Most ChIP-seq technologies use short-read sequences prepared using NGS, and the downstream analysis is based on the peak calling algorithm with statistical analysis of populated fragments [24, 25]. Hence, when researchers remove the linkage between distal segments, they cannot determine whether the individual chromatin fibers would exhibit the same long-range epigenomic organization. Moreover, owing to the use of short-read sequences, the understanding of methylation and structural variation is limited to the immunoprecipitated genomic region. The limitations of methods using these short-read sequences lie in their lack of labeling methods not requiring cleavage and long-read sequences to preserve necessary epigenetic information in individual chromatin. Therefore, we aimed to develop a new approach named BIND&MODIFY to study the histone methylation and DNA methylation in cancer cells as well as specific transcription factor footprinting. We aimed to examine whether this single-molecule method directly assayed the protein-binding regions, DNA methylation sites, and complex genome structure within a single chromatin fiber at a multi-kilobase scale. The results of our study will provide new insights regarding the regulatory status of genomes across various experimental systems and sequencing platforms.
Overview of the BIND&MODIFY method and in vitro validation
The BIND&MODIFY method is based on the indirect labeling of DNA regions bound to the protein of interest using an engineered recombinant fusion protein, protein A-M.EcoGII (pA-M.EcoGII), whose methyltransferase activity can be locally controlled (Fig. 1a). The recently characterized adenosine methyltransferase M.EcoGII can methylate a broader range of genomic DNA in a non-specific sequence manner  unlike DamID , which methylates only rare GATC motifs in the genome (Additional file 1: Fig. S2a). With the BIND&MODIFY approach, we aimed to leverage the power of an engineered recombinant protein, pA-M.EcoGII, which tethered the methyltransferase close to the specific antibody-bound protein of interest. As a result, the adenines in the DNA sequences adjacent to the protein of interest were methylated in an m6A non-specific manner upon activation (Fig. 1a). As there are very few m6A modifications in the background of the native mammalian chromosome [28, 29], the artificial m6A modification indicating the protein-binding motif could be directly detected by the nanopore [30, 31].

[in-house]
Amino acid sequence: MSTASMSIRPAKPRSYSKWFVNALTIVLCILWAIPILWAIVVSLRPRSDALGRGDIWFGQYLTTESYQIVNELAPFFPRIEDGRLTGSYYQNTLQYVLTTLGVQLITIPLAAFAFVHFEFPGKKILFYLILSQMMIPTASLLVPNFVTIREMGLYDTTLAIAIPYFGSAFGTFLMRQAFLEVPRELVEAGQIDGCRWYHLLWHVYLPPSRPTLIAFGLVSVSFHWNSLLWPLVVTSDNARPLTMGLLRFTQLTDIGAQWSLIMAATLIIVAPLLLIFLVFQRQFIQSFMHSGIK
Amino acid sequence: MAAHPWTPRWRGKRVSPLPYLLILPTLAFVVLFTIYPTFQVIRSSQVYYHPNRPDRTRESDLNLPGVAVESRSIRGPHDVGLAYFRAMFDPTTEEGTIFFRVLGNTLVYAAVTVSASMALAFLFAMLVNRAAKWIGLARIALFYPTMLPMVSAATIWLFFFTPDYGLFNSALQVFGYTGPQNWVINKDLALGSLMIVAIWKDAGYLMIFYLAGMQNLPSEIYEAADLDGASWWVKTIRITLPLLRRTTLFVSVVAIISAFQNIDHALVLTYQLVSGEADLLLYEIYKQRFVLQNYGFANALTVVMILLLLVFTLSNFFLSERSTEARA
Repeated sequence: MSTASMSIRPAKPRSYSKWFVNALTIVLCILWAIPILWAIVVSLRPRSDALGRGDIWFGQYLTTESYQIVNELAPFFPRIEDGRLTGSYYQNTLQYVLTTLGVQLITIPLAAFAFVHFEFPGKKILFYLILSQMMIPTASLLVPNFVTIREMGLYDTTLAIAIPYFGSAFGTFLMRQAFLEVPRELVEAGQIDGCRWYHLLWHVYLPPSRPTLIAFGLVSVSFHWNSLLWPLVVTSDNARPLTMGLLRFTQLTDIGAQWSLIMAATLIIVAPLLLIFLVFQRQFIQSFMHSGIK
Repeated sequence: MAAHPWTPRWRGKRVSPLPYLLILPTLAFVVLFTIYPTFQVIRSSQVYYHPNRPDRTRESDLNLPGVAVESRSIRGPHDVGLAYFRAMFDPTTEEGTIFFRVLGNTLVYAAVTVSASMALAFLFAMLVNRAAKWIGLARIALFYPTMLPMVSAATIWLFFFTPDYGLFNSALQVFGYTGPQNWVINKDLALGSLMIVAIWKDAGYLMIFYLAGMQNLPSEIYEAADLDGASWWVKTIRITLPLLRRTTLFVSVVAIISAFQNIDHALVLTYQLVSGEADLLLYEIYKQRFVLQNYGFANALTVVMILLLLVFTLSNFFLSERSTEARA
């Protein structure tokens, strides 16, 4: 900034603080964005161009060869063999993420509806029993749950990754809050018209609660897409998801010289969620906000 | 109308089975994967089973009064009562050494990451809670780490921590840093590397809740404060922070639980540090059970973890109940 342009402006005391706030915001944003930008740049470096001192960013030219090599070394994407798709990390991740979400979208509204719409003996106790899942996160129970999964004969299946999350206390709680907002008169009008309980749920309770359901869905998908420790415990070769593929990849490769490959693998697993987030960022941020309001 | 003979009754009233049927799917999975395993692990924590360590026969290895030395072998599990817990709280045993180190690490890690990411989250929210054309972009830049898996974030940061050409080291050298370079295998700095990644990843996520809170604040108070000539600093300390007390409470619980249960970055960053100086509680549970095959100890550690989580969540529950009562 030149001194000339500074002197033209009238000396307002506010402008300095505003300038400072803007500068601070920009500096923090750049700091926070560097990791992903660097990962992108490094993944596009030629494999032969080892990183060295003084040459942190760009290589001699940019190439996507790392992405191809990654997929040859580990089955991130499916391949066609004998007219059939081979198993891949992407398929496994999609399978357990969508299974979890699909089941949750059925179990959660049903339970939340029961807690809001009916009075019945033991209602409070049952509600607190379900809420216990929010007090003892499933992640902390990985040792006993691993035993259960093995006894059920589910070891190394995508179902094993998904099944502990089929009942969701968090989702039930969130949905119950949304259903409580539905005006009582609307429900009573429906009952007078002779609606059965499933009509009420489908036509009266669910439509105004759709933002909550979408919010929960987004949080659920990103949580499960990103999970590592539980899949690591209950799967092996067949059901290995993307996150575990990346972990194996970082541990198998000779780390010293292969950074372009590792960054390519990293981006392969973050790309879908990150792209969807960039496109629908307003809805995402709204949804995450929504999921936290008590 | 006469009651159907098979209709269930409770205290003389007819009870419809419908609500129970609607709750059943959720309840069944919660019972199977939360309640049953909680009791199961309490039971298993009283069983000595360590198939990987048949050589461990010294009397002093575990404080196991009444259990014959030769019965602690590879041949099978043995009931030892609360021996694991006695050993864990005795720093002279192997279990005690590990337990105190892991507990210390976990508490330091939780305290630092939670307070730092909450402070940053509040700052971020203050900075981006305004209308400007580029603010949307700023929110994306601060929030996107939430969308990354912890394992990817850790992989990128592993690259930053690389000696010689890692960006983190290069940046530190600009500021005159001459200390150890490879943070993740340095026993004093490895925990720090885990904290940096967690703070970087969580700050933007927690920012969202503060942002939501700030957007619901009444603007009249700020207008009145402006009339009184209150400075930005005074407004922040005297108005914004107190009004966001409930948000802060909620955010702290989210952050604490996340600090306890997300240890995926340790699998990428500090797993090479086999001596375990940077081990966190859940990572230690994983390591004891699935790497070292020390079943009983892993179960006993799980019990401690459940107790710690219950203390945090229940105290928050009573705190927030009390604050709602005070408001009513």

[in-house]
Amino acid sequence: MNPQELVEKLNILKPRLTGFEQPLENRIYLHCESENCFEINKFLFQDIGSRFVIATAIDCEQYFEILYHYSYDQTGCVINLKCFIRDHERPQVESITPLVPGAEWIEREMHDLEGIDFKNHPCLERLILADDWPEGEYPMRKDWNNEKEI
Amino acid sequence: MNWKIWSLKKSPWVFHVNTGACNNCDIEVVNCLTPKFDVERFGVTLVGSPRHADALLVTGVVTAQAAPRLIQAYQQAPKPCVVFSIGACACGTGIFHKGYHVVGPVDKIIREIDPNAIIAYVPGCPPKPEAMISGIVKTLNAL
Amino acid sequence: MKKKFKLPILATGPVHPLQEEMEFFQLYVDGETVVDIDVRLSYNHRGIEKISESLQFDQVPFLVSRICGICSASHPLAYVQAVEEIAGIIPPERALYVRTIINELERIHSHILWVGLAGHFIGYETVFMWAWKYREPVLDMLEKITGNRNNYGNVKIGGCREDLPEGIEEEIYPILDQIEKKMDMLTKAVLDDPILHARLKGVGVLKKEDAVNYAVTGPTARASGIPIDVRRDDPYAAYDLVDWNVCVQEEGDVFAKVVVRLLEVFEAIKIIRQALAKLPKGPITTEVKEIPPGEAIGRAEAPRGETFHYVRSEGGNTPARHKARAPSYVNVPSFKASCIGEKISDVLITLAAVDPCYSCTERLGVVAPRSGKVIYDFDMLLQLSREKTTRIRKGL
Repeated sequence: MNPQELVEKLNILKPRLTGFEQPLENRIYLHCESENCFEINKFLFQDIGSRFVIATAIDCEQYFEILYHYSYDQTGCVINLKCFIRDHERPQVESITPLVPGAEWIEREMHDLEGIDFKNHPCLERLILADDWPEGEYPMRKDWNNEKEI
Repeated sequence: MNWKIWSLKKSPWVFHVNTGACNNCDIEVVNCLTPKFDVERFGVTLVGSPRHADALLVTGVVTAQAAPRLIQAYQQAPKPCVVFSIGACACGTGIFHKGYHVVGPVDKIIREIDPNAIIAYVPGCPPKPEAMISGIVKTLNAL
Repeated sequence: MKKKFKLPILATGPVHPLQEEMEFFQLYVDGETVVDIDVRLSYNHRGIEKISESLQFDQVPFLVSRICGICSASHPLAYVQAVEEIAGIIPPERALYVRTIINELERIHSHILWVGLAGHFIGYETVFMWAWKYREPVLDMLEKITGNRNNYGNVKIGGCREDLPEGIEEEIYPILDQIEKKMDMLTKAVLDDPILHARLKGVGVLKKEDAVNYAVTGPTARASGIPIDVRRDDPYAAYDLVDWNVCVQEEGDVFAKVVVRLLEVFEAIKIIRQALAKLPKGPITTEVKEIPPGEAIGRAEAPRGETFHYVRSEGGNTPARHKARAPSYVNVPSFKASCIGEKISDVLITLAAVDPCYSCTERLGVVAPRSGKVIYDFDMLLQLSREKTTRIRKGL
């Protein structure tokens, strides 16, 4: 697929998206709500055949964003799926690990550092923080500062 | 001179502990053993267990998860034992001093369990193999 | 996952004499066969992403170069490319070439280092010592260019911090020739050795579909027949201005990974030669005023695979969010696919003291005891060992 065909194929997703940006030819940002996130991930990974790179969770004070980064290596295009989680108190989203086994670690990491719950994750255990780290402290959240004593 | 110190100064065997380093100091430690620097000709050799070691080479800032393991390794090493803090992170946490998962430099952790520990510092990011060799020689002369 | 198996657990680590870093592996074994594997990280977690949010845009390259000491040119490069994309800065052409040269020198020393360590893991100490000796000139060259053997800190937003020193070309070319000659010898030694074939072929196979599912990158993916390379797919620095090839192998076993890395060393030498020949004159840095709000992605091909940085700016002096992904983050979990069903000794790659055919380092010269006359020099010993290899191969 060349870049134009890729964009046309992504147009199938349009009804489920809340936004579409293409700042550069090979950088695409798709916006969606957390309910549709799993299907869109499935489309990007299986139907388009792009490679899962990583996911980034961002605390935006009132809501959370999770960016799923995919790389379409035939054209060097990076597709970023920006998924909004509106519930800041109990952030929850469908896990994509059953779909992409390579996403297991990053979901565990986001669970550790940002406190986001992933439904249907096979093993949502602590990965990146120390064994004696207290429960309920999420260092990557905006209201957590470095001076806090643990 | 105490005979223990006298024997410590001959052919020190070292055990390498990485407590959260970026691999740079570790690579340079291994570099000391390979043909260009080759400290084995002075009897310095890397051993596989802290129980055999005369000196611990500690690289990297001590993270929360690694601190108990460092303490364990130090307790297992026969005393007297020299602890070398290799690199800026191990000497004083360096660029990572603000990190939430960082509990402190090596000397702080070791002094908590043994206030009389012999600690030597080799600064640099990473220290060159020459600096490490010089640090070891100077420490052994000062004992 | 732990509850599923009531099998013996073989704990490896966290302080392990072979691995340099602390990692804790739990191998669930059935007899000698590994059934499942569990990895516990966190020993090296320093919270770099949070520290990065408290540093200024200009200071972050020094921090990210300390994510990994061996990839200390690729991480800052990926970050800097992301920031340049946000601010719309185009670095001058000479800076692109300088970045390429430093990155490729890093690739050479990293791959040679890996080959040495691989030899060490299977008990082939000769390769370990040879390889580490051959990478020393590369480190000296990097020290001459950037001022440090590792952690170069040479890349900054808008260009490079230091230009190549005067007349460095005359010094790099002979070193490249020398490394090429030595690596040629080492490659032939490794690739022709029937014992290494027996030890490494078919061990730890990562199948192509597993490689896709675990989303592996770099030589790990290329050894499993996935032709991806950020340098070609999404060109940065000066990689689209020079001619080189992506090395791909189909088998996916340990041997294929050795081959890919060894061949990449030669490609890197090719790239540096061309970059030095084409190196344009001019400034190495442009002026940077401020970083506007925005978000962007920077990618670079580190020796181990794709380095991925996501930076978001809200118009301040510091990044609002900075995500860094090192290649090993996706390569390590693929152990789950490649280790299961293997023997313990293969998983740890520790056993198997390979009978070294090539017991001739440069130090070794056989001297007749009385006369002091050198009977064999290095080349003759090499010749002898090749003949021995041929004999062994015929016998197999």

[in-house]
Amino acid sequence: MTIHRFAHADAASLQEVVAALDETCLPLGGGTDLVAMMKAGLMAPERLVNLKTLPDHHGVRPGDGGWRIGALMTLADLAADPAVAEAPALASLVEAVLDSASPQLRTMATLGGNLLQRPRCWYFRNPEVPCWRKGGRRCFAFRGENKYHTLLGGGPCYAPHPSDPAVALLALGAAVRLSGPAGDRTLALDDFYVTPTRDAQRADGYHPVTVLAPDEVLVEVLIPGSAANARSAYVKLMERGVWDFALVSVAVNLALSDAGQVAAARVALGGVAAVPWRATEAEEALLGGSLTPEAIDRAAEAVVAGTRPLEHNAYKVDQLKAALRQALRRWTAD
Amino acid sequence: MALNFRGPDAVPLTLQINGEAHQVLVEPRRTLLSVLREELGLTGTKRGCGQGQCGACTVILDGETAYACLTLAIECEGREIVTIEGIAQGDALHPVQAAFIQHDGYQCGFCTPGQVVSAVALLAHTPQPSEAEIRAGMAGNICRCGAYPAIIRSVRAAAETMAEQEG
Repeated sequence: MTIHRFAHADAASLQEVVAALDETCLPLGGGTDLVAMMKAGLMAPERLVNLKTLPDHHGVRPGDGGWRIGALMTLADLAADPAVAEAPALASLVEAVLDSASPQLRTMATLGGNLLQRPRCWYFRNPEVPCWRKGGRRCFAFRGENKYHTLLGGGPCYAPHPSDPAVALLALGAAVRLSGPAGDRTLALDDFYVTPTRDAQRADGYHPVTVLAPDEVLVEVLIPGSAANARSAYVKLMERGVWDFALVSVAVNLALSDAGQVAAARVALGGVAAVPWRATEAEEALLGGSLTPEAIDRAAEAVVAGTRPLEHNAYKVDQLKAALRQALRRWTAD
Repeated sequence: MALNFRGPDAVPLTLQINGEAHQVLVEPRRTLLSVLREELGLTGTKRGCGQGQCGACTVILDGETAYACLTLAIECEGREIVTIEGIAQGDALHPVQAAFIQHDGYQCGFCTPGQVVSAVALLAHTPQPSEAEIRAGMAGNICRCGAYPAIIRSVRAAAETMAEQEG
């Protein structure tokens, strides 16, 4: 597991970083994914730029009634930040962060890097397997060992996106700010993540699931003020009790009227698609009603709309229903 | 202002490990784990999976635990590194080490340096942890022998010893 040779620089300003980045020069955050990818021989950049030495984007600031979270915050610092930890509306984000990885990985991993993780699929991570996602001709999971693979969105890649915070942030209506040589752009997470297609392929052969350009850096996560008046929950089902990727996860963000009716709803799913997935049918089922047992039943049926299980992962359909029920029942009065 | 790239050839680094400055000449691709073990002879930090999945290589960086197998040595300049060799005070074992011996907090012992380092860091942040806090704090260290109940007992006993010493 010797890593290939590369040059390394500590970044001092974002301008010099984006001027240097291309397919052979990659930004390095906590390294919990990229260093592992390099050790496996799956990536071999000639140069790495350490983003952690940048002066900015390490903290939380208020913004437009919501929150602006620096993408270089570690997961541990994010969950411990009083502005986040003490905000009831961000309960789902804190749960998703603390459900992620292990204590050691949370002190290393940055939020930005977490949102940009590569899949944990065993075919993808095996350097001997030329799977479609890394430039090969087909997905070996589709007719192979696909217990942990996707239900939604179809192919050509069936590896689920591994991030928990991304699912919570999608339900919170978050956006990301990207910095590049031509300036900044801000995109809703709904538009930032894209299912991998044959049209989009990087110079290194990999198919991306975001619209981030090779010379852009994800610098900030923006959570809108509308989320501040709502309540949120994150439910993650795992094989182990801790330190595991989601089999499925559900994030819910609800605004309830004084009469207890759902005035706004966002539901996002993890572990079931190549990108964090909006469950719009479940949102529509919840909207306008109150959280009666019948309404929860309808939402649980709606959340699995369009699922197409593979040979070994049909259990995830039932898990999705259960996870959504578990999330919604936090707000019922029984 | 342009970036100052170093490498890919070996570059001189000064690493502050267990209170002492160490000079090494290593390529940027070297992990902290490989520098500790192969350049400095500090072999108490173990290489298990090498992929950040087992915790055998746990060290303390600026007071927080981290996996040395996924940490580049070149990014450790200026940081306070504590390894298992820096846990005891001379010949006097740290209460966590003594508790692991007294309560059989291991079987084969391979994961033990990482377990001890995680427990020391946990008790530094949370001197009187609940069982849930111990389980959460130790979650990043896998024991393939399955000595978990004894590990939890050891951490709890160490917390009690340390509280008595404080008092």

Briefly, the recombinant pA-M.EcoGII was designed by cloning two immunoglobin-binding domains of staphylococcal protein A fused N-terminally with M.EcoGII (Fig. 1b). The amino acid sequence of the linker region between proteins A and M. EcoGII was DDDKEF. The recombinant pA-M.EcoGII was expressed in the E. coli system and had a molecular weight of 61 kDa (Fig. 1c). To assess the function of purified recombinant pA-M.EcoGII, the m6A-dependent restriction enzyme, DpnI, was used to test the methylation activity of pA-M.EcoGII on lambda DNAs. We found that pA-M.EcoGII demonstrated m6A methylation specificity similar to that of commercially available M.EcoGII (NEB) (Fig. 1d). To further evaluate the effectiveness of purified recombinant pA-M.EcoGII, m6A-sensitive restriction enzymes (EcoRV, PciI, and PvuII) were used on pTXB1 plasmid DNA treated with pA-M.EcoGII and M.EcoGII. Both pA-M.EcoGII and the commercially available M.EcoGII successfully introduced m6A methylation into the plasmid, which inhibited the digestion activity of the m6A-sensitive restriction enzymes (Fig. 1e). We also performed ELISA to test the IgG domain binding assessment of pA-M.EcoGII (Fig. 1f). Subsequently, we assessed the m6A base calling via nanopore sequencing.